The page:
Feature by: Jack Foley
ON-SCREEN, Vince Vaughn and Owen Wilson can currently be seen
gate-crashing other people's weddings in the aptly named comedy,
The Wedding Crashers.
But in real-life, the talented duo are earning something of a
reputation for 'crashing' other people's movies as part of a new
comic super-group that has become dubbed 'the frat-pack'.
Vaughn, for instance, has contributed telling cameos to the likes
of Will Ferrell's Anchorman, while Wilson has cropped up in a
number of Ben Stiller movies, and Ferrell has appeared briefly
in Starsky and Hutch (as well as Wedding Crashers).
Indeed, part of the joy of watching this frat-pack is in seeing
just which one of them will cameo in the other's film.
Vaughn, however, laughs off suggestions that this is a deliberate
tactic designed to land each other more roles.
"I've always found it odd," he maintained at the recent
London press conference for Wedding Crashers.
"I think that if there's any kind of common denominator
it's Ben Stiller who sort of hired people for different stuff
and looked to do stuff with people. That was how people initially
"Even with Owen, this was the first chance we really had
an opportunity to do stuff together. We'd had a taste before,
a pink spoon - on Zoolander and Starsky
& Hutch - but never the whole Sundae."
Adds Wilson: "I think the way it works is that when you're
casting a movie, usually you try to work with people that you
"There's sort of a couple of people who work together and
there's been some overlap, but it's less sort of a sinister plan
and more about wanting to bet on somebody that you believe can
The Wedding Crashers afforded exactly that sort of opportunity,
enabling both Wilson and Vaughn to put their comic brains together
and come up with something a little different from the norm for
this sort of thing.
Explains Vaughn: "I don't think
Wedding Crashers is comparable to other studio films that even
I have been in.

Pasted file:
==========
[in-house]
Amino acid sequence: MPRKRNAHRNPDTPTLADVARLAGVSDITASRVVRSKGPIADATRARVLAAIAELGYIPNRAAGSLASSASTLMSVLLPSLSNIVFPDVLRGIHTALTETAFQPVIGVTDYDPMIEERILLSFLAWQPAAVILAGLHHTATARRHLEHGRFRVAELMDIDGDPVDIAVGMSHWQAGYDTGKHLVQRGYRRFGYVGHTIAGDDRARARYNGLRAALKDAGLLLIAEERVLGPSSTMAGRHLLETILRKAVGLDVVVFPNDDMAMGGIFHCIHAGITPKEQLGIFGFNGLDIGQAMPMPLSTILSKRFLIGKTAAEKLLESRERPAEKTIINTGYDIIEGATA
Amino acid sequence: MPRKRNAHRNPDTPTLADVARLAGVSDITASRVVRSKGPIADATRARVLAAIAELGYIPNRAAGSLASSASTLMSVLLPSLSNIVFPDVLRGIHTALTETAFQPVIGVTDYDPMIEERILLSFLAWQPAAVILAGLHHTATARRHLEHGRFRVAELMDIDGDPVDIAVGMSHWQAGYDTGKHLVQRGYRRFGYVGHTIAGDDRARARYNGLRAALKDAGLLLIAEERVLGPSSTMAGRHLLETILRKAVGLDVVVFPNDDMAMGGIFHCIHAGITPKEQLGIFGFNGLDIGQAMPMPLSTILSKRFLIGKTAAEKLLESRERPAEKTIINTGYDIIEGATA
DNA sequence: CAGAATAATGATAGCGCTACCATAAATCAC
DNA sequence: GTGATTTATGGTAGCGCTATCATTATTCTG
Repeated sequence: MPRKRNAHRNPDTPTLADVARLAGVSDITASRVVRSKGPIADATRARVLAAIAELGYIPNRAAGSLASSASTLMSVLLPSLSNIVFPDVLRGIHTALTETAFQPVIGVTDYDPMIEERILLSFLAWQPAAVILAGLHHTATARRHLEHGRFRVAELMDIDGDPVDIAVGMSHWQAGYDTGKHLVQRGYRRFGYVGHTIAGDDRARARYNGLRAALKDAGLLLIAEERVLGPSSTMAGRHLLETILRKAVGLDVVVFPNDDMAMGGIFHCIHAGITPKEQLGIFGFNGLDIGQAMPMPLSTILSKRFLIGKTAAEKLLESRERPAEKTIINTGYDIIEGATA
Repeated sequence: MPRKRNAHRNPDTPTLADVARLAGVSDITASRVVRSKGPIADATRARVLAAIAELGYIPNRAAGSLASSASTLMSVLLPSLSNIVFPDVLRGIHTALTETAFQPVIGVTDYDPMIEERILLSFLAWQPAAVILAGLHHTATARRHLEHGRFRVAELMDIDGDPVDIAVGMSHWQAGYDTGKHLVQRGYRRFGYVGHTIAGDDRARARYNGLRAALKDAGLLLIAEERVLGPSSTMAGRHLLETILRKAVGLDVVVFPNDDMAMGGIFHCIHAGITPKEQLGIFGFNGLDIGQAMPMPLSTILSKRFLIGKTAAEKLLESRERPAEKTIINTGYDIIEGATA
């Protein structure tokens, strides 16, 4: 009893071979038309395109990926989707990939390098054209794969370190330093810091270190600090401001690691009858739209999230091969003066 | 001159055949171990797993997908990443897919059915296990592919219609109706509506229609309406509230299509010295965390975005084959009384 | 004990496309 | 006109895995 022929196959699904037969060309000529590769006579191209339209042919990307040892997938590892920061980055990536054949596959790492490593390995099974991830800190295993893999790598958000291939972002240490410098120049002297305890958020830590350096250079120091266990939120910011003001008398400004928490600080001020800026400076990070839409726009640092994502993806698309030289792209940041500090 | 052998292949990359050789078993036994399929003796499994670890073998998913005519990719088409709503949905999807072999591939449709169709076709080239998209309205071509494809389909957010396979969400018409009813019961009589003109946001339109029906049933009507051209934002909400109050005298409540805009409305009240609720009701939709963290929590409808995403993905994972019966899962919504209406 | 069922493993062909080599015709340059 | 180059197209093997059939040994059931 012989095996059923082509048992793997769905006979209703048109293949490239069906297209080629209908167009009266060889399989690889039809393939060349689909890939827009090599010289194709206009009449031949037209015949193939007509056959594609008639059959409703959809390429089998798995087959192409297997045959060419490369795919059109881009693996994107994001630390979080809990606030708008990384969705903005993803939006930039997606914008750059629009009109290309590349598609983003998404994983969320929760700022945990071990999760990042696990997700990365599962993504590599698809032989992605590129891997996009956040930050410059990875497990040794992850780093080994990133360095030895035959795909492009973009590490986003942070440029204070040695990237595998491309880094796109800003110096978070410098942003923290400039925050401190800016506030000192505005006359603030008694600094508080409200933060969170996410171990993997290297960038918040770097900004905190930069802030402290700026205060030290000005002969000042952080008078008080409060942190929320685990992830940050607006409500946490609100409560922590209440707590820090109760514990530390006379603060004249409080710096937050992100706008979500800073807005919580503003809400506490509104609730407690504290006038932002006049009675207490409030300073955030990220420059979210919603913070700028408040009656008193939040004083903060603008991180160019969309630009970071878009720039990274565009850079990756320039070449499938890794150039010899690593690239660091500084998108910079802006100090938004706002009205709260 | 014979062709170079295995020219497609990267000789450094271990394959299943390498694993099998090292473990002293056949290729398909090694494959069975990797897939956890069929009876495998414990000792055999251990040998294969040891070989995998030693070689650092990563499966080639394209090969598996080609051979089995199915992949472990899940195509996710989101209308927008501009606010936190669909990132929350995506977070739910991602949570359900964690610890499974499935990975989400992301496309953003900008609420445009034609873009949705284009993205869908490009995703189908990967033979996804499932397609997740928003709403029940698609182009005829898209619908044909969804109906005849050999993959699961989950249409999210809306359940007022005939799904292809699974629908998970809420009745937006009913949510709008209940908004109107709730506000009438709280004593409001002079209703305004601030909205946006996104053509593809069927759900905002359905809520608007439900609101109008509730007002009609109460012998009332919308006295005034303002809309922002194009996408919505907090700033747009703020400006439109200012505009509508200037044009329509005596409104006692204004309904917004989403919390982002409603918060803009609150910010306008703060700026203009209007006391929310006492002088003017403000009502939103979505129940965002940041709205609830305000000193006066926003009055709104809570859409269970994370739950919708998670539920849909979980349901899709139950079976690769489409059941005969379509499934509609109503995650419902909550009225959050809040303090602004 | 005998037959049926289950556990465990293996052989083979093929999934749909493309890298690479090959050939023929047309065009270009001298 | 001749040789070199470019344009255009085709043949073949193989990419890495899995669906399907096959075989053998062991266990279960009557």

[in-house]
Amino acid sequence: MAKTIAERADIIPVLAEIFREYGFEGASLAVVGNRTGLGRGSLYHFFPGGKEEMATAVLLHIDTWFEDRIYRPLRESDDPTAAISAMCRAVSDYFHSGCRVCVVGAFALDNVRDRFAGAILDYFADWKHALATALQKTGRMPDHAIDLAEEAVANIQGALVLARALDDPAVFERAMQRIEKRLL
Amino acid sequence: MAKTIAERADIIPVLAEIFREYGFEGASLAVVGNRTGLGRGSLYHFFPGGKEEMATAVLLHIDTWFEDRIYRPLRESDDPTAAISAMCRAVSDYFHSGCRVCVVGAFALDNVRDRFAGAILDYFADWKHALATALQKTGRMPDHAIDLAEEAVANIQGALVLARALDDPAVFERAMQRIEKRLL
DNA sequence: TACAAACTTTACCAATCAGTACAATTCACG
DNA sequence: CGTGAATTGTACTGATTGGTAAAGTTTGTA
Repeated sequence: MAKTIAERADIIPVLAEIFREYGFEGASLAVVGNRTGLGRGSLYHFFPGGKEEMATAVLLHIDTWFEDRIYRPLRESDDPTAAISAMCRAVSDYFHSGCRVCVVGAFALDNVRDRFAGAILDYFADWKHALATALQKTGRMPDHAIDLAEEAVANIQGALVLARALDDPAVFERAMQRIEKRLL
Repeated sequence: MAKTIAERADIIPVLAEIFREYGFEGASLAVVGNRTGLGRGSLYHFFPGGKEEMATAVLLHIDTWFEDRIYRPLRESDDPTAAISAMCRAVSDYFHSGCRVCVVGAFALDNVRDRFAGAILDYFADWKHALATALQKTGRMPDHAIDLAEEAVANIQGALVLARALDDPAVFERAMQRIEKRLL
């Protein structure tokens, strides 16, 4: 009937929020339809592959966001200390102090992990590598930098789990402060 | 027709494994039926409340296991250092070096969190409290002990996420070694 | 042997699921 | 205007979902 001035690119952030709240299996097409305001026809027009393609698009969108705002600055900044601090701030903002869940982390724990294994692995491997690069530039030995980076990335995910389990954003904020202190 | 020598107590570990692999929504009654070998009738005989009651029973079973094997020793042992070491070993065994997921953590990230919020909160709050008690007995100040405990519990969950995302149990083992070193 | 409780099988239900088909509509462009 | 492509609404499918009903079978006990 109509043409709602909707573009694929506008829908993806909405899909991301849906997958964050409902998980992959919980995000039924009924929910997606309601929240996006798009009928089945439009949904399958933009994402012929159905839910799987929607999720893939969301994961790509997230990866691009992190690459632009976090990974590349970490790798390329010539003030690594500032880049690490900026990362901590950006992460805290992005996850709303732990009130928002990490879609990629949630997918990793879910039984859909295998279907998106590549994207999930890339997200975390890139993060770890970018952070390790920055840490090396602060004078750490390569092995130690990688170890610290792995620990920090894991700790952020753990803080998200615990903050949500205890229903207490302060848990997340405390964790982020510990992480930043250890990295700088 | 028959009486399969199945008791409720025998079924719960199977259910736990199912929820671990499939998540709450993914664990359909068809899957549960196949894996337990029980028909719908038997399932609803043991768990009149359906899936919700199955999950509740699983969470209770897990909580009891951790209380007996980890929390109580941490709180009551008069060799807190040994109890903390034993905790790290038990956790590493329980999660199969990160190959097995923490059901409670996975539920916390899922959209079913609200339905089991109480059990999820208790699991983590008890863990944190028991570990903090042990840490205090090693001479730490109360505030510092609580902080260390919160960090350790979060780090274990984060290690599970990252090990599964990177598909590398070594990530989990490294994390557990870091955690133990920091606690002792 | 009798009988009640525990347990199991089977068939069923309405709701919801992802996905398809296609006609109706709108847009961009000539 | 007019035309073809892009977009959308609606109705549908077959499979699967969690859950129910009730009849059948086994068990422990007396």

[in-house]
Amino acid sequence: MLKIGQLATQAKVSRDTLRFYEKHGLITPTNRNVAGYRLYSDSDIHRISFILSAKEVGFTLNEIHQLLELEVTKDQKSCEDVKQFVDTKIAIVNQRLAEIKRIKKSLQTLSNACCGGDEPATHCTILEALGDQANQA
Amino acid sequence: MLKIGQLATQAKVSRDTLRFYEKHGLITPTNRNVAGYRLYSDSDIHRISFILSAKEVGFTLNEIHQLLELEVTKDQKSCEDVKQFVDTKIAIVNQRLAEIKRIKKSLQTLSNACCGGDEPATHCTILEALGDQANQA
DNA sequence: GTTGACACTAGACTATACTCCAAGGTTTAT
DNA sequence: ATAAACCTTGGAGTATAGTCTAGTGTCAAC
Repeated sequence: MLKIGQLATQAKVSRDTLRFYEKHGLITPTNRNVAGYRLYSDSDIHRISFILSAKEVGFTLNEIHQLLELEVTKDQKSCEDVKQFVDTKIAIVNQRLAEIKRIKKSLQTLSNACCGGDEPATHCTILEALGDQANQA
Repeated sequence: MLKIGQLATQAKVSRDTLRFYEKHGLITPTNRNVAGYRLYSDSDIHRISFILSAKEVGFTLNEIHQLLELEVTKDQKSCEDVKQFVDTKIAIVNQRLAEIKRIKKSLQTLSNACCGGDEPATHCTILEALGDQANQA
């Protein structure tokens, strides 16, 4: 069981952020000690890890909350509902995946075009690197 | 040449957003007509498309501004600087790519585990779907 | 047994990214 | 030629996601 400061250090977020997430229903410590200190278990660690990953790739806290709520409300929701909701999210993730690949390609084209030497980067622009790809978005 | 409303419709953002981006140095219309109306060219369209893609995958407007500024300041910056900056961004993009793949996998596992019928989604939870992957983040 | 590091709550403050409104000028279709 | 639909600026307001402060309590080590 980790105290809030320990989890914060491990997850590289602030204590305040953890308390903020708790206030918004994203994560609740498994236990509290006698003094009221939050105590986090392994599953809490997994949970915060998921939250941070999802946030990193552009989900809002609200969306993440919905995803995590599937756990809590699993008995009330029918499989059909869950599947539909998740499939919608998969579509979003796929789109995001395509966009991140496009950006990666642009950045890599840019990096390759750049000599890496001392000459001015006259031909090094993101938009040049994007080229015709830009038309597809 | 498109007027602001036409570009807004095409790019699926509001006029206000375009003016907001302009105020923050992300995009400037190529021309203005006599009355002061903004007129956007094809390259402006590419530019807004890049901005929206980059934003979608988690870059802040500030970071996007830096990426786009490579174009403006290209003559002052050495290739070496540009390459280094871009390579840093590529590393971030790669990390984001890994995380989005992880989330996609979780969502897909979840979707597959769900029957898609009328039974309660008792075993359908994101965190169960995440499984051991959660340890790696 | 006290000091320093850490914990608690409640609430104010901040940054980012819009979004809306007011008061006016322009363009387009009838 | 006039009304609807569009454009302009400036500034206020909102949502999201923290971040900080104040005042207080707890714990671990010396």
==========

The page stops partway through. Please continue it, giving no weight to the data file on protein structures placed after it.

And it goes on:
"To me, it is the most like the Wes Anderson movies or the
Jon Favreau films, where it's very character-driven and the characters
go on a journey.
"Your're rooting for the characters. You're emotionally
involved with them. The jokes play funny because you kind of feel
awkward in the circumstances that they do.
"A lot of the other comedies you're looking at are more
sketch-driven, where each scene tries to bigger or crazier than
"This movie takes flawed characters and moves them forward
just a little bit by the end."
That said, Vaughn couldn't seem to resist reverting back to comedy
mode when talking about what it meant to work properly with Wilson
for the first time.
"To me, Owen Wilson is big dollar sign," he joked.
"You can talk about love all you want, but when I look at
this guy all I see is a dollar sign.
"I said Owen, 'here's how it's going to work, amigo, I'm
going to say something stupid, you're going to roll your eyes,
step on your toe and the guy in the glasses is gonna yell 'cut'.
I do not want to be late for the God damn Lakers game!"
So are there any plans to work together more in the future, on
a musical perhaps?
"Thank you for asking," enlightens Vaughn in typically
"There is a musical that me and Owen are working on right
now. We play two rodeo clowns who leave the rodeo and become two
life-guards at a park district pool outside of Chicago, where
we befriend a young Filipino boy who has an outer belly button
and teach him what it's like to get along with the other kids
"It's called Mr Sunshine and Owen plays Mr Sunshine!"
Now that sounds like something worth crashing!
Vince Vaughn interview
Owen Wilson interview